Cruel Country by Wilco album review by Greg Walker. The Chicago band's full-length is now available via Nonesuch/dBpm Records

8.8

Wilco

Cruel Country

It’s been a rough couple of years in America. With racial tension, with political wars, with a pandemic that has taken the lives of millions of people. Every new thing, like the shooting in Uvalde, it seems like we’ve hit our breaking point as a nation. And the hits just keep on coming. Arcade Fire even said in their latest record that it’s the “end of the American experiment.” That’s from the vantage point of Canada, but the truth is, Americans are even more convinced of that than the neighbors of the world looking on in pity or judgment.

The new Wilco album, Cruel Country, a whopping 21 tracks, is just what America needs right now. Like the title song sings, “I love my country like a little boy / Red, white, and blue // I love my country stupid and cruel / Red, white, and blue.” Because of the media, perhaps, because it’s human nature, definitely, we are full of hate, because there are problems in our country. Some people don’t want to teach kids about our racial history, and that is just creating a schism of hate and violence, all over again. And that is just one of a couple dozen issues that is dividing our nation and stirring up strife.

In an album that is understated musically, but that is always deeply resonant, lyrically, Jeff Tweedy and company attempt to heal the nation’s wounds and inject a little understanding into the judgment. Lead single, “Tired Of Taking It Out On You,” Jeff Tweedy says is a reminder to himself, when he’s tired, not to be an asshole. But it’s as much a reminder to the people on both sides of the political spectrum, on either side of any messy situation. “Darkness is cheap,” Tweedy sings on the horn-enhanced song of the same name.

He attempts in this album to inject some light into the equation, though the songs are some of the least light-hearted that Tweedy has penned in his generation-spanning career. We’re all feeling the weight. But Tweedy’s reminder to us is, first, that we’re not the only nation to be suffering (“In a hurricane’s eye / People get by / Living their lives / All across the world”), and second, the universe is actually a pretty beautiful place to be (“The universe / Could be worse / It’s the only place / There is to be”). It might not have been his intention, but this collection of songs act as a persuasive argument for his listeners NOT to emigrate from America, a country in shambles.

As heavy as it is, it’s as clever an album as any Wilco album before it. Grammy worthy, I’d say. He does his magic with language, rhyming words like “sacraments” and “subtle hints”, “just by chance” and “ambulance”, “forget” and “continent.” For the long-time Wilco fans, one of the album highlights is the eight minute “Many Worlds,” which recalls their old hit, “Misunderstood,” with its piano intro and rocking conclusion, but in reverse. Though who’s to say, what will become the new live staple from this album: there are plenty to choose from.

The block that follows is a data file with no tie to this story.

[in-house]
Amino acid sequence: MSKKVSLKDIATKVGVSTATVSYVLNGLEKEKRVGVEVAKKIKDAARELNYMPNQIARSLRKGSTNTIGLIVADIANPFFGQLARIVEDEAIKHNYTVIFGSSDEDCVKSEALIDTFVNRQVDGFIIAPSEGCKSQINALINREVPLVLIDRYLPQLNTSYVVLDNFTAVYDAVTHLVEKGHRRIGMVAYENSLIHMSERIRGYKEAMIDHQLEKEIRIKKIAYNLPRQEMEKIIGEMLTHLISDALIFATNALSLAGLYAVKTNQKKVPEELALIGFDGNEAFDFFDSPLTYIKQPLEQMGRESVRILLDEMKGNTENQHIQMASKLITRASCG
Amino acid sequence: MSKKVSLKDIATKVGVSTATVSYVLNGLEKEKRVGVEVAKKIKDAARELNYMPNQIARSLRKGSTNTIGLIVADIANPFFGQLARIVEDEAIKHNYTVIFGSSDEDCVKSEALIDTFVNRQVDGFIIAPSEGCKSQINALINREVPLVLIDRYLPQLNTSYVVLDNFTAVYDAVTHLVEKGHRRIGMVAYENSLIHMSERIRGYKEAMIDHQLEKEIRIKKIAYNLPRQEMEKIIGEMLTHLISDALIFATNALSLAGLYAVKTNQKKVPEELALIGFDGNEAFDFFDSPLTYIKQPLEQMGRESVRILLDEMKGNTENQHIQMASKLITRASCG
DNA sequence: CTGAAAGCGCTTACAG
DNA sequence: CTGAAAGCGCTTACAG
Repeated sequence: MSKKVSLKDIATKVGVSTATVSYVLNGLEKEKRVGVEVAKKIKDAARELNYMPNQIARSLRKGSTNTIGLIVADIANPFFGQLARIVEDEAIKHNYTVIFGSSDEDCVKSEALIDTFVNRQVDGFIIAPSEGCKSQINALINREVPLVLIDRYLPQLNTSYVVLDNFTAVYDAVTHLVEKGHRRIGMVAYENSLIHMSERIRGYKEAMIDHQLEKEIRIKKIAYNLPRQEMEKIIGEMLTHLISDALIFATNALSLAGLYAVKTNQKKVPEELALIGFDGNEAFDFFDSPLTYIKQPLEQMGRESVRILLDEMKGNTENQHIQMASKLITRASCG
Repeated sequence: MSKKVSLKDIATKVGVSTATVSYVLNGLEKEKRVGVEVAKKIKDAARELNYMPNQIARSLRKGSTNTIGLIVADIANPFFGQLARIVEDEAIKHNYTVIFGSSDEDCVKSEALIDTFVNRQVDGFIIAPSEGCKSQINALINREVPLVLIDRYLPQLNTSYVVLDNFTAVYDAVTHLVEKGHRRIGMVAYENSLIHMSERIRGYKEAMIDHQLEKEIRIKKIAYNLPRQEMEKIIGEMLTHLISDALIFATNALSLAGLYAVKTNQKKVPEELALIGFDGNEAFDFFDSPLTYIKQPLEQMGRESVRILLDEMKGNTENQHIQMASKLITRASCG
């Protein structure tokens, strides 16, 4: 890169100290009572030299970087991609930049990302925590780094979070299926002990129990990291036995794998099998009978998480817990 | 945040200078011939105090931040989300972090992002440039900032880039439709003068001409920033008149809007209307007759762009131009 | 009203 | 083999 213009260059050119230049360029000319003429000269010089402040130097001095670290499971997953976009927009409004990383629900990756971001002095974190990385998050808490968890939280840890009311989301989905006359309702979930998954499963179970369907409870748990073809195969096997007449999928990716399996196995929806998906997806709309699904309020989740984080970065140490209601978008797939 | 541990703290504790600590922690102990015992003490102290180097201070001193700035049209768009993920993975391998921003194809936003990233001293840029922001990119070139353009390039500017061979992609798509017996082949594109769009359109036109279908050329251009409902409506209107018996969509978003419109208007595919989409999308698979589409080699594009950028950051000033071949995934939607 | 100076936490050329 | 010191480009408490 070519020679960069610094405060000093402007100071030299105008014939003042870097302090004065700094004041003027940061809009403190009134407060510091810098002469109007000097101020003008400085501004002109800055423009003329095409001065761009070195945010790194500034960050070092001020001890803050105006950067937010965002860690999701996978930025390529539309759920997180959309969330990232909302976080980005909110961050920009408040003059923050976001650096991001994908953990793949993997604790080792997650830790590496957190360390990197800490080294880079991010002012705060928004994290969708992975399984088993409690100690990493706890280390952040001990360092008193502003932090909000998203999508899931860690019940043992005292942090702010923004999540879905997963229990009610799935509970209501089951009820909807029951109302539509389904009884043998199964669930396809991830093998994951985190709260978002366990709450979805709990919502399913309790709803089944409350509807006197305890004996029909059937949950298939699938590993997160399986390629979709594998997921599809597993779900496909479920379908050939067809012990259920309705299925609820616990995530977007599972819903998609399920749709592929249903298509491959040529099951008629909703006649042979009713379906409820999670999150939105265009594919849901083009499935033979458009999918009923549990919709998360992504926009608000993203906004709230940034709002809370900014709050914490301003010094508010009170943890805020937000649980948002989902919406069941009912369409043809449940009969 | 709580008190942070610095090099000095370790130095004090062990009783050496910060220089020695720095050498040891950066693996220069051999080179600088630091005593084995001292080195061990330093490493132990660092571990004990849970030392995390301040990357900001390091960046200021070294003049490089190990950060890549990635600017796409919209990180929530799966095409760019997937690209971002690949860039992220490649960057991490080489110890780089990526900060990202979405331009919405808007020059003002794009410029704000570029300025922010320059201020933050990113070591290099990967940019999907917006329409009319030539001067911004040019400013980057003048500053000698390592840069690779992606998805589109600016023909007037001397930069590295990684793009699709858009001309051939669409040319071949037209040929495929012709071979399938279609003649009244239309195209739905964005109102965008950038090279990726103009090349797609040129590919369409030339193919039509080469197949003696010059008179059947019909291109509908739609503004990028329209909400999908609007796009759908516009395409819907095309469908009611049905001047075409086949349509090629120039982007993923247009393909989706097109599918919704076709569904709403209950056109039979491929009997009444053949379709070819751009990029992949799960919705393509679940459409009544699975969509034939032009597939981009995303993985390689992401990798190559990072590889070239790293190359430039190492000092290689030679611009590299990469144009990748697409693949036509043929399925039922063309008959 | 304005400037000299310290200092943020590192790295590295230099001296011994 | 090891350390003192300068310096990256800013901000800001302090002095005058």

“But baby being blue / When it comes to me and you / It’s always on the menu / So sit down,” Tweedy sings on perhaps the most “country” song on the album. “Because I’m gonna be the only one / Falling apart right now.” Tweedy does what he does best and injects a poetic sense of compassion into this album, so that we stop pointing our fingers for a moment, so that we think about the heavy load that this life is for everyone. And take turns, meet somewhere in the middle, perhaps. Something we all need to here.

“It takes a lifetime to find / A life like the life you had in mind / Now you’re mine,” Tweedy sings towards the end of the album. One of the reasons that I take him so seriously when he sings is because he has built a life in the midst of the mess that is something almost anyone could say is a success. And he’s pleading with us, in song, to stick it out. The album is twenty one songs, but it’s only an hour and fifteen minutes. I plead with you to stick it out. And if you’re thinking of leaving this “cruel country,” maybe you’ll have second thoughts, after listening to this album by a national treasure. “There isn’t any point in being free / When there’s nowhere else / You’d rather be.”

Order Cruel Country by Wilco HERE